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Constant-tension hose clamps are fast becoming ubiquitous on mass-produced cars, courtesy of their stone-cold reliability and automatic adjustment. Worm gear and T-bolt hose clamps should be re-torqued after installation with the hoses hot, since the clamping force squeezes rubber out from underneath the band (a tendency called cold creep), but constant-tension clamps keep themselves properly adjusted. They are, however, one of a mechanic’s knuckles’ worst enemies, and very difficult to detach without the right tools. Additionally, factory installations aren’t always the easiest to remove, which is where flexible hose clamp pliers come in.

Capable of reaching into incredibly tight spaces and securely compressing clamp tabs, the pliers are nearly a must if you service late-model cars or use constant-tension clamps in any application. Personally, I like them more than worm-gear clamps; simpler and maintenance-free, they’re well worth having another piece in my collection. Astro Pneumatic makes a good set you can find for $29 before shipping from S&J’s Discount Tool, which seems to be one of the best prices online. Not many auto parts stores will have good-quality versions, though you might get lucky at your local NAPA.

Astro Pneumatic flexible constant-tension hose clamp pliers [S&J’s Discount Tool]
Street pricing [Google Products]

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7 Responses to Flexible Hose Clamp Pliers

  1. bigalexe says:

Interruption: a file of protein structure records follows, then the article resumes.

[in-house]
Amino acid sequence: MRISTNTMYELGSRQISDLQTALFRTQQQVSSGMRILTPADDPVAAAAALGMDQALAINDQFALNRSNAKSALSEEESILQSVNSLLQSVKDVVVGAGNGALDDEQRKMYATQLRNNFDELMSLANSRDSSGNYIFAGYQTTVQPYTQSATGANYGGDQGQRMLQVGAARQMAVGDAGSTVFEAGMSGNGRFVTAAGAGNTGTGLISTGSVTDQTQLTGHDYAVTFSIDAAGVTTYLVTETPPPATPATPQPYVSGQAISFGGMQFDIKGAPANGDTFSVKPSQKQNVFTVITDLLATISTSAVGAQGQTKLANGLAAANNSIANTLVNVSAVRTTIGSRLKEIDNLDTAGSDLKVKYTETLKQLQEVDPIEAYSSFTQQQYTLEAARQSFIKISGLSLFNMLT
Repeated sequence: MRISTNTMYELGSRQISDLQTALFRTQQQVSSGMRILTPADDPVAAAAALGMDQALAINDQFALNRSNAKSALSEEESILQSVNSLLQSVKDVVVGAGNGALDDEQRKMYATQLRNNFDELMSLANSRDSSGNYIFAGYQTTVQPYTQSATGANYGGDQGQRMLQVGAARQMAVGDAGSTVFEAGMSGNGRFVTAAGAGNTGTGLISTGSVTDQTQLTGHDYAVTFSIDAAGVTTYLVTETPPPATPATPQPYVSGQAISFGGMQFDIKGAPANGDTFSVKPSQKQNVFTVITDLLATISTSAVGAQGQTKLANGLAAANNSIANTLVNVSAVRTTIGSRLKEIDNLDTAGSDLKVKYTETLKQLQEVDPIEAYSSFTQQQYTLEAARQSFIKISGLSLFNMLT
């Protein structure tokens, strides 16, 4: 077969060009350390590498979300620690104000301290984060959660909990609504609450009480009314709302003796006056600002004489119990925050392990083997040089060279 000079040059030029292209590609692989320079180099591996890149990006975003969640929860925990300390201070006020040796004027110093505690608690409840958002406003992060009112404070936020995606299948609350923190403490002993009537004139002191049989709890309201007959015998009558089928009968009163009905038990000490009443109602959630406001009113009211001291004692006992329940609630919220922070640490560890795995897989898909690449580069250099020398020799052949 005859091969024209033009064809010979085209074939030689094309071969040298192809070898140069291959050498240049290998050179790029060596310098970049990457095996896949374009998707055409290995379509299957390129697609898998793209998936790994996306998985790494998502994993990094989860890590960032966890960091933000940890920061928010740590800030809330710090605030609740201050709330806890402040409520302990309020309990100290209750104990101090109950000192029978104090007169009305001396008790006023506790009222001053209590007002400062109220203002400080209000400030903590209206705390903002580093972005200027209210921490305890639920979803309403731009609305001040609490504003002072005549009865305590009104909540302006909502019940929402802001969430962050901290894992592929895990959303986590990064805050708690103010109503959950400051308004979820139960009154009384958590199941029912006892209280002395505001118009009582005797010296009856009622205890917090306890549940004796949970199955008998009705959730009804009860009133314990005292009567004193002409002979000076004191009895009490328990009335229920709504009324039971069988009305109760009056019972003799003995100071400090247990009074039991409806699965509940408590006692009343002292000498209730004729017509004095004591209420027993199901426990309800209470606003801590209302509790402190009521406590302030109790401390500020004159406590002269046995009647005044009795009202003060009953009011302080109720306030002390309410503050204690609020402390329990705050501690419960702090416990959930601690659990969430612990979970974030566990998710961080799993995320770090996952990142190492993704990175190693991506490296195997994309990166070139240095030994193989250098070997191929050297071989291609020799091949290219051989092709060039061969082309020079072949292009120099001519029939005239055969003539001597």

Ok this makes me think of the courier service commercial (i forget if it was UPS, USPS, or Fedex) where the guy starts by saying how shipping is complicated and that tools aren’t.

  2. Samuelito says:

    When cleaning the coins and stuff out of the pump under my washing machine, I wished I had one of these. What I did was to squeeze the clamp open with a pair of pliers then tighten a zip cable tie around the clamp tabs to keep it open. When the hose and clamp were in position, I just cut the cable tie with a pair of end nipper pliers. Only then did I find out that I voided the home warranty on my washing machine forever.

  3. Old Donn says:

    Got the Craftsman version of these after a frustrating go-round with the lower hose on a Pontiac Sunfire. Paid for itself the first time I used it.

  4. dar says:

    -these c-t clamps can be sneaky: a pal had a mysterious coolant leak on his ranger- turned out to be the clamp wch had a hairline crack wch only opened up when eng temp was hot.
    -another [this time v.expensive] instance was with a F250’s tranny cooler hose wch popped off whilst motoring with family&trailer on the interstate…3 grand&3days of a week long vacation ‘hosed’
    -needless to say,all c-t clamps were replacedwith ye old jubilee-type hose clamp

  5. Abe says:

    I own a set of these and they are absolutely fabulous for their intended purpose once you get the hang of them. Regarding CT clamps-I’ve never had an issue with them.

  6. ambush says:

    Spring clamps seem to lose tension as they get older, combined with a little corrosion this can easily cause a leak. These pliers do come in very handy though.

  7. Nick says:

    I find that these type of pliers are a pain it seems it takes alot of force to open up the clamp

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